There’s plenty to resent about the rich, too
by Reg Henry
October 05, 2012 01:01 AM | 856 views | 0 0 comments | 5 5 recommendations | email to a friend | print
Reg Henry
Reg Henry
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It is time to concede a major point in the political arguments of our time: When conservatives warn about a culture of dependency, they make a good point.

People who live off entitlements often become lazy, nonproductive and out of touch. It’s a fact. I have seen it myself.

As usual, of course, what I have seen is not what others see. Not being one to poke my nose into other people’s grocery carts to check if they are living high on the hog when paying for turkey dogs with food stamps, my concern is more with the wealthy few, not the poorer many.

Why? Because having enough food stamps to buy turkey dogs doesn’t strike me as a great incentive for the rest of us to leave work and get on the public dole. Clearly, the poor don’t live high on the hog, more like low on the piglet.

Unfortunately, conservatives have fallen into the intellectual trap of thinking that the character-rotting phenomenon of dependency only happens when poor people become hooked on government payouts.

In truth, the money doesn’t know whether it comes from the government or not. As far as the money is concerned, it could care less whether it is a welfare check that buys turkey dogs or a trust fund that keeps the recipient in Veuve Clicquot champagne.

Oblivious to its origins, abundant money from any source can wreck the lives of anyone who doesn’t have a real job in the American workplace, with its never-ending meetings, ponderous bureaucracy and petty humiliations. That’s what builds real character.

Some would argue that the mere fact of having other people pay for your lazy poor self via taxes is the true cancer of the soul. But many people are involved as enablers when someone rich ceases to be fully engaged and productive and embraces a life of money-fueled ease. Too much money is an equal opportunity mooch producer.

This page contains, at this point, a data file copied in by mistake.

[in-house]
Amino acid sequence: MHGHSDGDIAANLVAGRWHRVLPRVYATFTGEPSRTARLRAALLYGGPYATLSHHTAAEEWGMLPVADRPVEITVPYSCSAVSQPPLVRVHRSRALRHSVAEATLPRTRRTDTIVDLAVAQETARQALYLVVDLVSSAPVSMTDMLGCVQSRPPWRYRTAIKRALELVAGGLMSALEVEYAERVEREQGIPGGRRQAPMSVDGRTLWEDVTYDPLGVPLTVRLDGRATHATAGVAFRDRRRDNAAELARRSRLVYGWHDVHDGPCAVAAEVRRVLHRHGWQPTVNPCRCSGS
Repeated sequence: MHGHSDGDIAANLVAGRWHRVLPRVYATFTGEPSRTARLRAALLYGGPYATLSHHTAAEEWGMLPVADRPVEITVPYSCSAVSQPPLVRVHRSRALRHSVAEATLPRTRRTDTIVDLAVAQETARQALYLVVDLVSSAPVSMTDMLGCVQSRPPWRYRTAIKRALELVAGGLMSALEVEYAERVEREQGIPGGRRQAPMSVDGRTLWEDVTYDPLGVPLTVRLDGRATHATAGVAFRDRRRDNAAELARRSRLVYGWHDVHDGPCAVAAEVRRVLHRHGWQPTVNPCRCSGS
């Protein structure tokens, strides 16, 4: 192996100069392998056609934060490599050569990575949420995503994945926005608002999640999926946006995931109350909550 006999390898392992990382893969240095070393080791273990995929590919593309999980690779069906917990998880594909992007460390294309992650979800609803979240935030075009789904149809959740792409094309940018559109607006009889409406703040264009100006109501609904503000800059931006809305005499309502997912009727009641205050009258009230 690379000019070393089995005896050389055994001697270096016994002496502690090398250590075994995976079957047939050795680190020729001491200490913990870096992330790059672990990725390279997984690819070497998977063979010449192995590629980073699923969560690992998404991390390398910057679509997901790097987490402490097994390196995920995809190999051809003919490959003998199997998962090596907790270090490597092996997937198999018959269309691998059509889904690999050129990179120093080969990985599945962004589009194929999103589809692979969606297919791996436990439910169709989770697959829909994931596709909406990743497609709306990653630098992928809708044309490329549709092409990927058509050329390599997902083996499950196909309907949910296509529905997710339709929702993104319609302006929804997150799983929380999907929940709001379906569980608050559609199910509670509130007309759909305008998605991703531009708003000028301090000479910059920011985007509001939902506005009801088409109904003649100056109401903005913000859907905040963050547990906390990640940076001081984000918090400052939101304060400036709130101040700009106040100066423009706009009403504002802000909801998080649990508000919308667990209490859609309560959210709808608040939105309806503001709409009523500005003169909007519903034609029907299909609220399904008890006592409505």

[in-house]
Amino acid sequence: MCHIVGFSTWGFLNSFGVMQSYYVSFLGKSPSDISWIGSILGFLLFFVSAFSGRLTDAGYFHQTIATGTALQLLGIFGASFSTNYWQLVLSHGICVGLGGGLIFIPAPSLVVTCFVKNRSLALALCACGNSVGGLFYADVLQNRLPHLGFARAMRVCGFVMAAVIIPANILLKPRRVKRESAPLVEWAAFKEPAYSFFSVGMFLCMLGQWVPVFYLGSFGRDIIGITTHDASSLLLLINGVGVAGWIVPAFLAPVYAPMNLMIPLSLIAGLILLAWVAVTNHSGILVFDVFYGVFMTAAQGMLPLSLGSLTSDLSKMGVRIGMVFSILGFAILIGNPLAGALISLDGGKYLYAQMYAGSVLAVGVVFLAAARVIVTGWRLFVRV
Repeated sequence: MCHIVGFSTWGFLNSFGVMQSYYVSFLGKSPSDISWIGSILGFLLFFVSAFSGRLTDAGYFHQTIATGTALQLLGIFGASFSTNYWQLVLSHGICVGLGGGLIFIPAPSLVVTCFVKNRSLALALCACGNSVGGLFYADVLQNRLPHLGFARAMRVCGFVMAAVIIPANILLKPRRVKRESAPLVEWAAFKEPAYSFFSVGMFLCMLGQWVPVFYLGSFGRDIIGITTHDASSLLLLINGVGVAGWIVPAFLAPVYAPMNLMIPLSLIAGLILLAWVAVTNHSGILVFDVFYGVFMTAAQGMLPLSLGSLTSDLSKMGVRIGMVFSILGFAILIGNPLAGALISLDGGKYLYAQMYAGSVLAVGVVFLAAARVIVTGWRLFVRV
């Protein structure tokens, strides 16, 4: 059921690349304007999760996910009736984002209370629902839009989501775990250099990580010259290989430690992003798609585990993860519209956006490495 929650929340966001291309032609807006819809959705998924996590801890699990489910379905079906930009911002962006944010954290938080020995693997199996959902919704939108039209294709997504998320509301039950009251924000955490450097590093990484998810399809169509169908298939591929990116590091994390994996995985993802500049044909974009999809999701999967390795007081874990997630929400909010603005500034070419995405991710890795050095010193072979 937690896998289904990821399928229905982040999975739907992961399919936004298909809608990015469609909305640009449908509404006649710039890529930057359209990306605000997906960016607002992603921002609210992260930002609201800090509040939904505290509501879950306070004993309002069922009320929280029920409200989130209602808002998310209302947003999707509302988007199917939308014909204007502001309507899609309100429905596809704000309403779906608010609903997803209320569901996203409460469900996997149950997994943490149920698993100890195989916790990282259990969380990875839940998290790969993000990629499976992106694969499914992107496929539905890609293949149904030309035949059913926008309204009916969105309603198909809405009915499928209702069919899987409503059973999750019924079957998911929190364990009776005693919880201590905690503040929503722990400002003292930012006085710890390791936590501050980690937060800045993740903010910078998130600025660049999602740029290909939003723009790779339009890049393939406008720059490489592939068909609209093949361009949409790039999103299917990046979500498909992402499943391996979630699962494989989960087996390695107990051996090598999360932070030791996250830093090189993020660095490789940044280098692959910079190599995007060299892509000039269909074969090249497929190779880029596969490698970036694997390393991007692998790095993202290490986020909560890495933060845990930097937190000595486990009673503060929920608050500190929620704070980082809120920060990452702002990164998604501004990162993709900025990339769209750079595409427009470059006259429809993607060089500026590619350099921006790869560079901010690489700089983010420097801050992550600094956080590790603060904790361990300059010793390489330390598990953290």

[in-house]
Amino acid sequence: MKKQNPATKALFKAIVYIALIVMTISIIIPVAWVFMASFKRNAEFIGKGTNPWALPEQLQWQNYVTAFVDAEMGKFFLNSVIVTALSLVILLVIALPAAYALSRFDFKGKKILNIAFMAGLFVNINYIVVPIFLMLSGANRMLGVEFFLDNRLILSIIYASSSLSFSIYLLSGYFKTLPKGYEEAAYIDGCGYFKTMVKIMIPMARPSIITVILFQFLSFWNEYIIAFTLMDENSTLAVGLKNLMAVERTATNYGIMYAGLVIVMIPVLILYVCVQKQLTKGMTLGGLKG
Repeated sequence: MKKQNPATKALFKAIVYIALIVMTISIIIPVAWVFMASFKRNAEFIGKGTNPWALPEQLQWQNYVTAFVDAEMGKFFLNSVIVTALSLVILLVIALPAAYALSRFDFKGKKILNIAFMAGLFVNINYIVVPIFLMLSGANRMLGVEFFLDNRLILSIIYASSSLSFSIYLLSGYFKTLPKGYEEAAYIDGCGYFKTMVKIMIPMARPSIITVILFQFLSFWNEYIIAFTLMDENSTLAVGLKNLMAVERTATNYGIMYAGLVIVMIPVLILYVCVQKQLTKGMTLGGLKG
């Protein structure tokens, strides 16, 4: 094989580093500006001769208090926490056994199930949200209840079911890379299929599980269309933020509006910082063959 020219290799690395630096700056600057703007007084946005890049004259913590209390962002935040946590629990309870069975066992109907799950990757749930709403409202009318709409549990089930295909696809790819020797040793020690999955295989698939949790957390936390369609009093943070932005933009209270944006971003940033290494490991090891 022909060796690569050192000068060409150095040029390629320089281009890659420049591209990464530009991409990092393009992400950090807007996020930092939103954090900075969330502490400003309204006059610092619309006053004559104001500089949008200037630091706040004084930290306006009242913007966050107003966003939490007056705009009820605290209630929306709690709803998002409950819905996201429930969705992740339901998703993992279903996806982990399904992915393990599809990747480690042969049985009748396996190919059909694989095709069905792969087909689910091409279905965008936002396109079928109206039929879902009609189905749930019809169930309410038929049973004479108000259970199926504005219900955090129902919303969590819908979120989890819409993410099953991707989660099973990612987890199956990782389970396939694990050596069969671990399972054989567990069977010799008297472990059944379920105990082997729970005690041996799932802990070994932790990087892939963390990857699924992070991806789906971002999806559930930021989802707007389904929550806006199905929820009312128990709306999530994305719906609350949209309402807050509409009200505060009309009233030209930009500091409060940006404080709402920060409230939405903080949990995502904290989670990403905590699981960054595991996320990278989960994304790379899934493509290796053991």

When a wealthy parent leaves a child a great deal of money in a will, the child has done nothing to deserve it and therefore is at risk of becoming a professional cake-eater with a low golf handicap.

The same is true of someone who has built a prosperous business and then retires from the sweaty fray to live off investments, which are usually handled by professional money managers, accountants and tax attorneys.

If you are no longer doing your own sweating, and depend on others sweating for you, the moral danger is the same as if you were on a government program. And in a sense you are, because conservative politicians have been devoted to satisfying your every whim for lo the past 10 years, so that any wealth redistribution that has gone on has only sent more wealth your way. And what have you done with your good fortune? Not made a whole lot of new jobs, that is for sure.

In the meantime, the poor person does his own taxes, chewing a pencil at the kitchen table in the glum knowledge that such entitlements as he will be entitled to — by dint of a lifetime of hard work — are threatened because the government revenue stream is being diverted to the big houses on the hill.

Perhaps it has been ever thus, the rich growing rich and the poor growing poorer, but it seems to me that in previous eras politicians weren’t quite so shameless and didn’t make their schemes quite so obvious.

However, I must acknowledge exceptions — some people inherit lots of money and go on to live perfectly productive lives. But be warned: The moral danger is blind to social rank.

For example, I know of a fellow who, despite winning the birth lottery, had the gumption and smarts to create a highly successful business. After a period of becoming wealthy in his own right, he then decided to rest on his bounteous laurels and run for president.

Trouble is, he can’t relate to anyone now. He is so desperate to be liked by ordinary people that he will say any old conservative thing just to show he is one of the boys.

It is a sad spectacle because it’s such a waste of obvious talent. Instead of investing money in a Swiss bank or the Cayman Islands, he could start another business right here in America, maybe producing special harnesses that could keep dogs safe on the roof of the family car.

The culture of dependency has claimed another victim, in his case a dependency on tax breaks. Give that man a turkey dog on a silver platter, so that he may learn that we are all in this together.

Reg Henry is a columnist for the Pittsburgh Post-Gazette.
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